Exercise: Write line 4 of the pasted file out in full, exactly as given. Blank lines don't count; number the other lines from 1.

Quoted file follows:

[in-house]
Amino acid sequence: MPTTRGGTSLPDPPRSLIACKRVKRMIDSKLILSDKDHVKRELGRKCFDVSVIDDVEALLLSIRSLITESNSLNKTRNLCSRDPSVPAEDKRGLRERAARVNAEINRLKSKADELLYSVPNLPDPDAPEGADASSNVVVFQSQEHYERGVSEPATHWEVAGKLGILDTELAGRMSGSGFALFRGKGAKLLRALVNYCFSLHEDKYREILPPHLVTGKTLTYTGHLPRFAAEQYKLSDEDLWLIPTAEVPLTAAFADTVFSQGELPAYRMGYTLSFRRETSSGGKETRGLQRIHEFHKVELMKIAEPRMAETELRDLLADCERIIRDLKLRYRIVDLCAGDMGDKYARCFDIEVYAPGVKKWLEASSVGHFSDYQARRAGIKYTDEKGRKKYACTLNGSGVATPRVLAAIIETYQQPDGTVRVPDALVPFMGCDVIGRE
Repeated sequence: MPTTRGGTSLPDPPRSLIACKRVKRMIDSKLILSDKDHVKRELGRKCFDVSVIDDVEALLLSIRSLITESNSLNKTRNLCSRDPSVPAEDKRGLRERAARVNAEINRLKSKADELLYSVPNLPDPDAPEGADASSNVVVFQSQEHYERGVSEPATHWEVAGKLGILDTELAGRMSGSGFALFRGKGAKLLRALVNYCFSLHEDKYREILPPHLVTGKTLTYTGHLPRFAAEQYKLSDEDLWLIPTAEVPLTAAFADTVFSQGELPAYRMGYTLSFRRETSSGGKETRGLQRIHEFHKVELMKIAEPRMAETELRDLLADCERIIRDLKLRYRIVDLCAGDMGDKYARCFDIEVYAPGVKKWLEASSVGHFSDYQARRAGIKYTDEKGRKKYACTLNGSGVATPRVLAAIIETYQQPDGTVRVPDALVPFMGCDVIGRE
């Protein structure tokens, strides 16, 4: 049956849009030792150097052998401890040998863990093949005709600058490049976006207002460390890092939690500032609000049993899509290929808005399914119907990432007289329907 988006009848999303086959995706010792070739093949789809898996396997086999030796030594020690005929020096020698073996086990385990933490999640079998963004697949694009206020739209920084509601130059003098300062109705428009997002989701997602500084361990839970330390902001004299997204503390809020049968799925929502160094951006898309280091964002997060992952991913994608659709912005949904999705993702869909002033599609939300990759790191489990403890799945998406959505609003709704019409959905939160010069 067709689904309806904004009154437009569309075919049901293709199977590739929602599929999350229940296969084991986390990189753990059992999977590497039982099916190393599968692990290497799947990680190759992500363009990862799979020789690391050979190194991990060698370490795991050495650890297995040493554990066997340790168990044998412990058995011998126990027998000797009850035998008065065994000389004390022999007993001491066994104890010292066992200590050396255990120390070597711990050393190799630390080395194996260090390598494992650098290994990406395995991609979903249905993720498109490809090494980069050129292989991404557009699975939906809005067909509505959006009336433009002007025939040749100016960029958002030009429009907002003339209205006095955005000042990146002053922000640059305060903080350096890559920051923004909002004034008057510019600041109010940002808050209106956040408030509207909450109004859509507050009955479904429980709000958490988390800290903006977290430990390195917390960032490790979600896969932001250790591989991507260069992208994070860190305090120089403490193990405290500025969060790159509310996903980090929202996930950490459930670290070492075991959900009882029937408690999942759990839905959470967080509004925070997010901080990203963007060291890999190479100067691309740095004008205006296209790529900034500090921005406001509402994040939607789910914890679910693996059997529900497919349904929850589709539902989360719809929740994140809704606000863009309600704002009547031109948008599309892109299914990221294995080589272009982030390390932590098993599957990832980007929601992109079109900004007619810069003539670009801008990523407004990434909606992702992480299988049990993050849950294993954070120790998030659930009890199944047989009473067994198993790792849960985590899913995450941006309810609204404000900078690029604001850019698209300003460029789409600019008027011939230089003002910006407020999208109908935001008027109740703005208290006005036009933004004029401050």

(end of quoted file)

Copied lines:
């Protein structure tokens, strides 16, 4: 049956849009030792150097052998401890040998863990093949005709600058490049976006207002460390890092939690500032609000049993899509290929808005399914119907990432007289329907 988006009848999303086959995706010792070739093949789809898996396997086999030796030594020690005929020096020698073996086990385990933490999640079998963004697949694009206020739209920084509601130059003098300062109705428009997002989701997602500084361990839970330390902001004299997204503390809020049968799925929502160094951006898309280091964002997060992952991913994608659709912005949904999705993702869909002033599609939300990759790191489990403890799945998406959505609003709704019409959905939160010069 067709689904309806904004009154437009569309075919049901293709199977590739929602599929999350229940296969084991986390990189753990059992999977590497039982099916190393599968692990290497799947990680190759992500363009990862799979020789690391050979190194991990060698370490795991050495650890297995040493554990066997340790168990044998412990058995011998126990027998000797009850035998008065065994000389004390022999007993001491066994104890010292066992200590050396255990120390070597711990050393190799630390080395194996260090390598494992650098290994990406395995991609979903249905993720498109490809090494980069050129292989991404557009699975939906809005067909509505959006009336433009002007025939040749100016960029958002030009429009907002003339209205006095955005000042990146002053922000640059305060903080350096890559920051923004909002004034008057510019600041109010940002808050209106956040408030509207909450109004859509507050009955479904429980709000958490988390800290903006977290430990390195917390960032490790979600896969932001250790591989991507260069992208994070860190305090120089403490193990405290500025969060790159509310996903980090929202996930950490459930670290070492075991959900009882029937408690999942759990839905959470967080509004925070997010901080990203963007060291890999190479100067691309740095004008205006296209790529900034500090921005406001509402994040939607789910914890679910693996059997529900497919349904929850589709539902989360719809929740994140809704606000863009309600704002009547031109948008599309892109299914990221294995080589272009982030390390932590098993599957990832980007929601992109079109900004007619810069003539670009801008990523407004990434909606992702992480299988049990993050849950294993954070120790998030659930009890199944047989009473067994198993790792849960985590899913995450941006309810609204404000900078690029604001850019698209300003460029789409600019008027011939230089003002910006407020999208109908935001008027109740703005208290006005036009933004004029401050």